Wednesday, September 23, 2020

Industrial class workers’ multi-million Pula savings heist

Thousands of Batswana blue collar workers have been bilked out of Millions of Pula in personal savings invested with the Local, Central and Parastatal Workers Savings and Credit Co-operative Society Ltd (LCGPW SACCOS).

Sunday Standard investigations have turned up documents detailing a web of shady business arrangements that steered millions of Pula in workers’ savings to LCGPW SACCOS executives and board members.

With an initial membership of more than 5000 industrial class public service, parastatal, private and non-governmental organizations workers who are members of the National Amalgamated Workers Union, LCGPW SACCOS’ unique strength derived from its sizable membership, whose dues provide the group with its largest source of revenue.

Registered in 2006, LCGPW SACCOS mobilized members to save and create a pool of funds from which they would get loans at competitive and affordable rates.

But to an extent not previously known, a primary activity of LCGPW SACCOS’ executives and board members was their own enrichment. 

To piece together the story, The Sunday Standard drew upon internal documents, letters and investigation reports provided by sources.

A letter dated 4th December 2019 by the Minister of Investment, Trade and Industry Peggy Serame addressed to members paints a bleak picture of a fund brought to its knees by flagrant embezzlement of funds and undisguised mismanagement.

Further investigations by the Sunday Standard confirmed Serame’s missive of doom and gloom.

A report from an investigation conducted at the instance of the Director for Co-operative Developments at the Ministry of Investment, Trade and Industry sheds light into how members lost millions of Pula in personal savings which was diverted to line pockets of LCGPW SACCOS board members and executives.

According to the report by Mahube Consultancy, between 2017 and 2019, LCGPW SACCOS board members misappropriated more than P2.7 million from the fund while executives embezzled at least P2.1 million for the same period.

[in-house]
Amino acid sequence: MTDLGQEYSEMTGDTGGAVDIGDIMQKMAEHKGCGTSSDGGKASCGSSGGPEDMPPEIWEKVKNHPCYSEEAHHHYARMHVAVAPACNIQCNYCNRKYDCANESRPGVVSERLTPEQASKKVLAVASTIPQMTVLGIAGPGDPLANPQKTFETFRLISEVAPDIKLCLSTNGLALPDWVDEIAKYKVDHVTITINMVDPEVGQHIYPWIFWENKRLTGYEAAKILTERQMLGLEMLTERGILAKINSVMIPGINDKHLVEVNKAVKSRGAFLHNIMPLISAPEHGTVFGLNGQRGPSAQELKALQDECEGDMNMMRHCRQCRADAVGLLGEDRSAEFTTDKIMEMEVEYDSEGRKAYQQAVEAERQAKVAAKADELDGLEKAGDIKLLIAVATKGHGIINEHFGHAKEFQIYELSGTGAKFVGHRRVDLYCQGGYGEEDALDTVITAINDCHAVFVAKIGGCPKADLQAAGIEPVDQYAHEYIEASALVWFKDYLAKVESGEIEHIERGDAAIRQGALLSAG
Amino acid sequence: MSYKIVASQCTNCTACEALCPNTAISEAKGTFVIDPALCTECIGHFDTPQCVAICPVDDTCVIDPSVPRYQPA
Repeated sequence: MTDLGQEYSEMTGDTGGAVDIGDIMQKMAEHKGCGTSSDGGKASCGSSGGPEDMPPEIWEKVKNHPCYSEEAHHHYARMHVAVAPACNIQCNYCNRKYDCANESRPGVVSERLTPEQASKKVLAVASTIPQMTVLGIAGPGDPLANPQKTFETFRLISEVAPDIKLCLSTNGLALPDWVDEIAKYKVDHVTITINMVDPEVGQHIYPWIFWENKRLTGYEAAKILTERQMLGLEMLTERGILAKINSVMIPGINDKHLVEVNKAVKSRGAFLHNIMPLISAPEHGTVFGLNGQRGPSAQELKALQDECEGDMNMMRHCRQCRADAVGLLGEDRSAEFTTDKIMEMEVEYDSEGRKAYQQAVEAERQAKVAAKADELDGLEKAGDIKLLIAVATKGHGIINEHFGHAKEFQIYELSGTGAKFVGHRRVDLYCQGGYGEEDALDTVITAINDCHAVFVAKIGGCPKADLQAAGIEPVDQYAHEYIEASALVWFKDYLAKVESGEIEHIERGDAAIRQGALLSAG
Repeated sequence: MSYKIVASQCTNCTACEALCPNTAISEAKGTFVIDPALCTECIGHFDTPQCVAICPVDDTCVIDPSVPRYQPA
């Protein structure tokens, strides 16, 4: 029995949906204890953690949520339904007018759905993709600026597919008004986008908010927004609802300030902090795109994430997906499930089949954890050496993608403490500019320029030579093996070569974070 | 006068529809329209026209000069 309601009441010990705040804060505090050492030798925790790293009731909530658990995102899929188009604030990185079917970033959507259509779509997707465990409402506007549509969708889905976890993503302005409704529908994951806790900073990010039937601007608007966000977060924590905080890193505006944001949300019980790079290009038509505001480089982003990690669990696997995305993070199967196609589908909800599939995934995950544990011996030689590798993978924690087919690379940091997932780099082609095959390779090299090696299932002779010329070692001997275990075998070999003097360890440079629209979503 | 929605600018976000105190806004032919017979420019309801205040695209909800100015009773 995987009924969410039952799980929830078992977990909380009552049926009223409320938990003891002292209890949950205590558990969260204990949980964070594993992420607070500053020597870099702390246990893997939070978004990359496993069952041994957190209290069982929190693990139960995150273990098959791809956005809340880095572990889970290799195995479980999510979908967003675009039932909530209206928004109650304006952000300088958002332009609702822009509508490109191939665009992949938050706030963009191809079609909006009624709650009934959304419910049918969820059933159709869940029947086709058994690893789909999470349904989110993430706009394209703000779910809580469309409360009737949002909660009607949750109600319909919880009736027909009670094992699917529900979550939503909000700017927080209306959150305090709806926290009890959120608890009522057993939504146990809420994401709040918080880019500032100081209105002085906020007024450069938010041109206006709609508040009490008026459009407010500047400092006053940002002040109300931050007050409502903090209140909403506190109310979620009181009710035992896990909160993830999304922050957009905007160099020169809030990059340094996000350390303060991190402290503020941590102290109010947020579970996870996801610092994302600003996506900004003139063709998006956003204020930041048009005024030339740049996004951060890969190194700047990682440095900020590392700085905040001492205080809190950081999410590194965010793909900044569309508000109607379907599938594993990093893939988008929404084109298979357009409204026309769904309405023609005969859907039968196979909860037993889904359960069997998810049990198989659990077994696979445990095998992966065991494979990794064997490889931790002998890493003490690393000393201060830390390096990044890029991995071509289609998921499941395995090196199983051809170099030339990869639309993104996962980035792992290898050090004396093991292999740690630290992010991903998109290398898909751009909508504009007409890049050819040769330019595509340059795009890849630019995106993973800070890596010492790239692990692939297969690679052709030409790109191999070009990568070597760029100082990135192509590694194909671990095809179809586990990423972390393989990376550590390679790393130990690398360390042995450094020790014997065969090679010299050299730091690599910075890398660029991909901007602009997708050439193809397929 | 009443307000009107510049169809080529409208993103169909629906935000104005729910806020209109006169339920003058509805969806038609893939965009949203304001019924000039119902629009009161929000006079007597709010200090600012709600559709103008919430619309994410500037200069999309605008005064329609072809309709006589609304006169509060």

It has further emerged that the board cannot account for more than P2.6 million which went missing between 2013 and 2019. There is an additional P6.1 million in unaccounted for expenditure and questionable overtime paid to executives, for the same period. LCGPW SACCOS is also unable to account for a number of its assets among them, plots and vehicles.

The report further revealed that the fund’s former Chairperson and Vice Chairperson (names know to this publication) were suspended from the board in November 2017. The duo is alleged to have cashed P120 000 of members’ savings for personal use.

The Vice Chairperson is said to have instructed that the LCGPW SACCOS bank account be linked to his cell phone banking transactions without the authority of the board.

“To the surprise of the investigating team, the remaining board members continued to do what the former chairperson and his vice were doing.  

“Our investigations have established that LCGPW SACCOS entered into a car purchase scheme with Zawekha Motors a second hand car dealer in Mogoditshane.  The scheme was originally meant for staff members; however, board members used the same scheme to acquire vehicles for themselves. Most of the beneficiaries of the scheme did not service their loans and instead funds from the Co-operative were used to pay the second hand car dealer.

The report further details how LCGPW SACCOS failed to take advantage of its numerical advantage to build a credit fund for provision of loan to members and how its disbursement of loans was “ineffective, corrupt and unfair.”

It also emerged in the report that the Co-operative mismanaged its scheme with be-Mobile and other suppliers. Members used the scheme to acquire cellular phone handsets from be-Mobile.  LCGPW SACCOS failed to do regular reconciliations of the be-Mobile account and is now saddled with a P12 million bill from the cellular phone service provider. The society cannot dispute the claim due to lack of reconciliation and proper records,” the report says.

LCGPW SACCOS governance structures and internal controls have collapsed, resulting in huge misappropriation of funds, states the report.

“Our investigations revealed that the society had no lending policy, hence loan administration was done haphazardly without any laid-out process. Loans were approved without following due diligence, they were issued without filing of application forms, there was no process done and there was poor record keeping,” the report says.

Members loan balances cannot be established due to poor record keeping and member passbooks were not updated. “This has negatively impacted the liquidity and viability of the Co-operative”, states the report.

The Director presented the report at a meeting held in Kanye on 21 September 2019) where it was discussed by the general membership at length and all the options concerning the future of LCGPW SACCOS which included amongst others, the revival of the Co-operative, judicial management and liquidation were weighed.

In her letter, the Minister of Investment, Trade and Industry Peggy Serame says, “It was on the basis of the above members’ resolution as well as the outcome of the report that the Director for Co-operative Development resolved to place your Co-operative under liquidation.

Serame said she supported the decision taken by the “Director to liquidate your Co-operative with a view to saving it from liquidation by creditors.”

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The Telegraph September 23

Digital edition of The Telegraph, September 23, 2020.